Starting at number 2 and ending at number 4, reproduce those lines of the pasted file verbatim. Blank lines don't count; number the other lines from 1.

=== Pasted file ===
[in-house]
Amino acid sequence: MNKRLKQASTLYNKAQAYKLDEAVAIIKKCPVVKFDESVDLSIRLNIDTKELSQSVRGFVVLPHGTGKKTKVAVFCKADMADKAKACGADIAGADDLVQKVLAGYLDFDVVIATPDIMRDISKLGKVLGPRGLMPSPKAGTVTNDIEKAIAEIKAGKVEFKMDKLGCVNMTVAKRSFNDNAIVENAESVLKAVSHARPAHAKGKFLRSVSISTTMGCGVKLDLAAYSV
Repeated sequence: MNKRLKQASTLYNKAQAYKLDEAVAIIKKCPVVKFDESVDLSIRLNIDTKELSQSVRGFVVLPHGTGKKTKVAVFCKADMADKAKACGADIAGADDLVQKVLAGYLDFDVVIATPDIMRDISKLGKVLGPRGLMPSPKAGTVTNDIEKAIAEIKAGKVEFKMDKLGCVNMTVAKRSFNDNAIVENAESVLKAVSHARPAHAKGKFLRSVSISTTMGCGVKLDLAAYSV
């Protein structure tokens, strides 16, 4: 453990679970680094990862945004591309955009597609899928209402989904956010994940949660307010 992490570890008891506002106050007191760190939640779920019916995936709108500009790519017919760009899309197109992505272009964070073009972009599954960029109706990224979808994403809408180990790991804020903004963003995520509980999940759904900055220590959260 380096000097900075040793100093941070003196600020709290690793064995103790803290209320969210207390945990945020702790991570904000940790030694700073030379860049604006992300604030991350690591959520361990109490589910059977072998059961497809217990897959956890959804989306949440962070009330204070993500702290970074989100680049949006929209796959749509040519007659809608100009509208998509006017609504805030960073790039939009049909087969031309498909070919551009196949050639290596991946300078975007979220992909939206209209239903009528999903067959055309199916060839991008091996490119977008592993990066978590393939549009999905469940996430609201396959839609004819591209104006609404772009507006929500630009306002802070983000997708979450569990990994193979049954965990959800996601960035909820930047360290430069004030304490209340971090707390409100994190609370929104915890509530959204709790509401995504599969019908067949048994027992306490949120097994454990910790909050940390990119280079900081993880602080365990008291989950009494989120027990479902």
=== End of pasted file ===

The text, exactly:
Amino acid sequence: MNKRLKQASTLYNKAQAYKLDEAVAIIKKCPVVKFDESVDLSIRLNIDTKELSQSVRGFVVLPHGTGKKTKVAVFCKADMADKAKACGADIAGADDLVQKVLAGYLDFDVVIATPDIMRDISKLGKVLGPRGLMPSPKAGTVTNDIEKAIAEIKAGKVEFKMDKLGCVNMTVAKRSFNDNAIVENAESVLKAVSHARPAHAKGKFLRSVSISTTMGCGVKLDLAAYSV
Repeated sequence: MNKRLKQASTLYNKAQAYKLDEAVAIIKKCPVVKFDESVDLSIRLNIDTKELSQSVRGFVVLPHGTGKKTKVAVFCKADMADKAKACGADIAGADDLVQKVLAGYLDFDVVIATPDIMRDISKLGKVLGPRGLMPSPKAGTVTNDIEKAIAEIKAGKVEFKMDKLGCVNMTVAKRSFNDNAIVENAESVLKAVSHARPAHAKGKFLRSVSISTTMGCGVKLDLAAYSV
């Protein structure tokens, strides 16, 4: 453990679970680094990862945004591309955009597609899928209402989904956010994940949660307010 992490570890008891506002106050007191760190939640779920019916995936709108500009790519017919760009899309197109992505272009964070073009972009599954960029109706990224979808994403809408180990790991804020903004963003995520509980999940759904900055220590959260 380096000097900075040793100093941070003196600020709290690793064995103790803290209320969210207390945990945020702790991570904000940790030694700073030379860049604006992300604030991350690591959520361990109490589910059977072998059961497809217990897959956890959804989306949440962070009330204070993500702290970074989100680049949006929209796959749509040519007659809608100009509208998509006017609504805030960073790039939009049909087969031309498909070919551009196949050639290596991946300078975007979220992909939206209209239903009528999903067959055309199916060839991008091996490119977008592993990066978590393939549009999905469940996430609201396959839609004819591209104006609404772009507006929500630009306002802070983000997708979450569990990994193979049954965990959800996601960035909820930047360290430069004030304490209340971090707390409100994190609370929104915890509530959204709790509401995504599969019908067949048994027992306490949120097994454990910790909050940390990119280079900081993880602080365990008291989950009494989120027990479902």